- [Audience Member 4] Right here.

- Yes, I'm sorry.

- [Audience Member 4] Yeah, so you mentioned that you have non-developers going into low code environments and then they built something within three hours, seven business processes within three hours?

- Yes.

- [Audience Member 4] And then you said that you hope to get it in by the end of the year.

- Okay, yeah, good question.

- [Audience Member 4] Our businesses we're interested in, everybody probably is in having non-developers developing the products. But as we use low code, what we find is that all we do is we write basic info that a developer has to then take and then build it themselves on a large backlog. And so what are you doing different in low code versus what we're doing?

- And I may need Robert to help with that answer. Maybe Jill, I don't wanna put you on the spot. So what they actually built was not quite production ready. So I'm not gonna lie, we talked about productionizing it. There were two things we had to do, one, we had to take it back and look at it from a development perspective and see if it was viable. The framework that we used with the coaches by their side, what they had built was viable, but it wasn't the entire solution. So one of them, they wanted to build a workflow for three different inputs from three different kinds of, not like email, mail, whatever, three different types of work processes. In that three hours they built it for one. So we still gotta go back and hook in the other two. They are doing that work though. What we're doing is we're by their side, we're actually working with Pega, they're gonna provide some coaching for us so that we can actually get additional bandwidth. So our business partners are gonna do the work with a remote virtual coach, actually they're not even coming to Columbus and they're gonna guide and lead and direct our business partners. Now when we talk about having an app factory model, what that means is it will still come through the COE. We are still gonna go through and make sure, but we're engaging with them early on to make sure if there's something we can reuse that's already available to them that we're using that. We're keeping 'em in the framework, we're limiting customization, we are sanity checking all along the way. So the COE is engaged, but from an oversight perspective. It's working well so far, we're early. This was two months ago and we will have them in prep the first one by the end of this month. But it's been a lessons learned kind of journey. But what they built was viable, it was. They're not doing integrations though, I will tell you that. So when it came time to do the API, they didn't do that. We're doing that kind of thing.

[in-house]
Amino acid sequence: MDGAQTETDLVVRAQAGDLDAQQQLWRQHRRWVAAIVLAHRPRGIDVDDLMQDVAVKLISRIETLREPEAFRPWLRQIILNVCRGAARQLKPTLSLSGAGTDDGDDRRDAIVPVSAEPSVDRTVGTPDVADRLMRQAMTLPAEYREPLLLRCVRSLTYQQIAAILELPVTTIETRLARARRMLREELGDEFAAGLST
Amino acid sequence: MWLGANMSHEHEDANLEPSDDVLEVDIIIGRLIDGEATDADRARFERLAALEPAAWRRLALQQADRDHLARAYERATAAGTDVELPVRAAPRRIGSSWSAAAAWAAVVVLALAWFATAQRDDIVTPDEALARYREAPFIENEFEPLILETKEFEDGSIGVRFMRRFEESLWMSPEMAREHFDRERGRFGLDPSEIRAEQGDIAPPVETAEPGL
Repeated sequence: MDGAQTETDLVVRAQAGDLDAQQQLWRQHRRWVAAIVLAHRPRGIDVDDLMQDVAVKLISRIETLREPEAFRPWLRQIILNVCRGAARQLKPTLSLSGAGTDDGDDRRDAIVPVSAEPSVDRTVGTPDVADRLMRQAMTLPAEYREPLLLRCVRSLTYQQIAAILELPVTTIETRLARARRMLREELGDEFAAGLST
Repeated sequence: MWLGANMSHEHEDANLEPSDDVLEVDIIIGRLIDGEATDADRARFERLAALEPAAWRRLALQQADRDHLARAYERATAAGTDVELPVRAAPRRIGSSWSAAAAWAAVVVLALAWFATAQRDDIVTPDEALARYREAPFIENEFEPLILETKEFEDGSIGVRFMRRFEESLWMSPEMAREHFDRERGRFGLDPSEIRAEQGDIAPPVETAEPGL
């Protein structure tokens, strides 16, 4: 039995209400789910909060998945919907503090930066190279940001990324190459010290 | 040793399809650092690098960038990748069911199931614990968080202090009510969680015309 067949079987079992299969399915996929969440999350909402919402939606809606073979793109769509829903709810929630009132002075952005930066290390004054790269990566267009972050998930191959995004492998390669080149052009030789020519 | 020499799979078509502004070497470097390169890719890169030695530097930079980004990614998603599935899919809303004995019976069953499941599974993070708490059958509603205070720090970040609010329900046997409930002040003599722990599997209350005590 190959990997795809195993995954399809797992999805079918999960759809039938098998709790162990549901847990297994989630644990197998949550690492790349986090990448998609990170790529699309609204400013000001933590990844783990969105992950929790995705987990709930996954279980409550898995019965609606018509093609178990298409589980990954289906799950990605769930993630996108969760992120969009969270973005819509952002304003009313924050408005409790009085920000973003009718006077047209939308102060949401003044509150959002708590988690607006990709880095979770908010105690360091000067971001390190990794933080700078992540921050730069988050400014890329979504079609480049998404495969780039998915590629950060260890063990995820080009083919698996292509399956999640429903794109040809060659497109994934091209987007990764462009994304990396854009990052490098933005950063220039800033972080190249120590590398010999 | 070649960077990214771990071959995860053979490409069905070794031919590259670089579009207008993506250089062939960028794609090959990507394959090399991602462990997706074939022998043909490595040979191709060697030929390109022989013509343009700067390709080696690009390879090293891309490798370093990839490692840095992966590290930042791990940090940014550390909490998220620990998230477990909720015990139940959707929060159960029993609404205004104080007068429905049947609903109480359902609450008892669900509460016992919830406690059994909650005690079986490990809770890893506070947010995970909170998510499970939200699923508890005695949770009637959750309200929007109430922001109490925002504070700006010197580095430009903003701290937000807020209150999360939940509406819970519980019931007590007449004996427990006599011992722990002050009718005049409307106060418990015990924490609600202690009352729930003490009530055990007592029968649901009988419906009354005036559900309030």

- [Audience Member 4] Okay, thank you.

- Okay, we've got about a minute and a half. Any other questions?

- [Audience Member 5] Got one.

- Sure.

- [Audience Member 5] The authentication benefits you talked about, did you use an IVR solution, or did you use CSI or?

- So I have the team here, but we use Experian, I think, yeah. So we do a web connection to Experian using the information we know and gather at point of call. Chris, you wanna better answer that?

- [Chris] Oh yeah.

- I'm fine with somebody else stepping in.

- [Chris] There's a number of workflows .

- Okay, so we're under 30 seconds. One last question. Are you ready to get to your next- Oh, I see one in the back, I think, there's lots of lights, I'm sorry.

- [Audience Member 6] Yeah, , that was the chatbot. And how complex or how difficult was it to set it up?

- I heard Journey with, but I'm not catching it.

- The chatbot.

- Chatbot. So I will tell you we love our chatbots, but it has been an experience, let's be honest. We have seven Legacy? So we've got seven on the legacy system and there are some opportunities there with disconnects and that kind of thing. So we've had some challenges there. We recently went to Pega 8.8. We've already got one in digital messaging and we're converting the other seven into digital messaging. I'm not gonna tell you, it's been seamless. There have been some late nights and early mornings, yeah. But I will tell you that it has been worth it. When you look at that $4 million in savings, it's definitely been worth it. I think we're finding digital messaging to be smoother, getting there, yeah.

- Getting there.

- Yeah. So given the fact that that's the product of choice now, we highly recommend digital messaging. I think Legacy's going away by the end of the year anyway. So not that it's an option, but it has not been foolproof, but it's been worth every minute of it, I will go there. All right, thank you so much for joining us today. Hope the stories meant something. And thank you guys.


Tags

Industry: Assurance Thème: Développement low-code